Start Date: May 01, 2009
End Date: Apr 30, 2014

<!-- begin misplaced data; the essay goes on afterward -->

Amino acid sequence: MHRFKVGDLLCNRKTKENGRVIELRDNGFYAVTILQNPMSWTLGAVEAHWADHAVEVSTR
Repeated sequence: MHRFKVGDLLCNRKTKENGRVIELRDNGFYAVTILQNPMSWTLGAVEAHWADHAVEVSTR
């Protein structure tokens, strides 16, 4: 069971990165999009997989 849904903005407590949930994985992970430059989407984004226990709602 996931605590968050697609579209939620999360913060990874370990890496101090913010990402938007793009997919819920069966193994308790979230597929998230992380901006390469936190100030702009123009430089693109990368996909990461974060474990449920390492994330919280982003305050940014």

LAB: VITAMINS & CARCINOGENESIS Appropriate alterations in dietary and nutritional habits have an important role to play in cancer prevention. The nutrients involved in one-carbon metabolism (methionine, choline and the B-vitamins, folate, B12, B6, and B2), as well as obesity, have drawn considerable attention in this regard and are the focus of this laboratory. Our mission is to examine the complex roles that obesity and these 1-carbon nutrients play in modifying metabolic and genetic pathways that lead to human carcinogenesis and thereby define the means by which cancers can be nutritionally prevented. The program of research emphasizes how dietary intake interacts with genetic background to modify molecular and signaling pathways which alter the development of cancers and to examine how other exogenous factors, such as alcohol consumption also play a role. The laboratory focuses on colorectal cancer and breast cancer and utilizes animal studies, cell culture studies, and human studies to accomplish our research goals. LAB: NUTRITION & CANCER We will use both high fat diet-induced nonalcoholic steatohepatitis (NASH) rats and genetically-induced obese mice with injections of liver-specific carcinogen, diethylnitrosamine, followed by treatment with tomato extract or lycopene for both short and long durations. We will focus on the role of the stress-activated protein c-Jun-NH2-kinase (JNK) signaling, a key component mediating the high fat-induced oxidative stress and inflammatory processes, in response to tomato extract and lycopene supplementation on both cell proliferation/apoptosis, inflammation and premalignant and malignant lesions in obesity related hepatic tumorigenesis. We will complement animal study with cell culture studies (e.g., use siRNA silencing of JNK) using human hepatocyte lines and liver cancer cells to facilitate mechanistic studies to determine the contribution of the JNK signaling pathway to lycopene action. Since adiposity contributes to the increased incidence and/or death from liver cancer, we will examine metabolic alteration, including insulin resistance, and pro-inflammatory signaling in intra-abdominal fat tissue and its potential contribution to hepatic carcinogenesis. Once we establish that there is an association between metabolic alteration and hepatic carcinogenesis, we will examine insulin and insulin growth factors (IGF-I/IGF-II) signaling cascades and address their differential activation in NASH and its related hepatic carcinogenesis, as well as potential actions of tomato extract and lycopene prevention against the onset of high fat diet/obesity-related liver disease.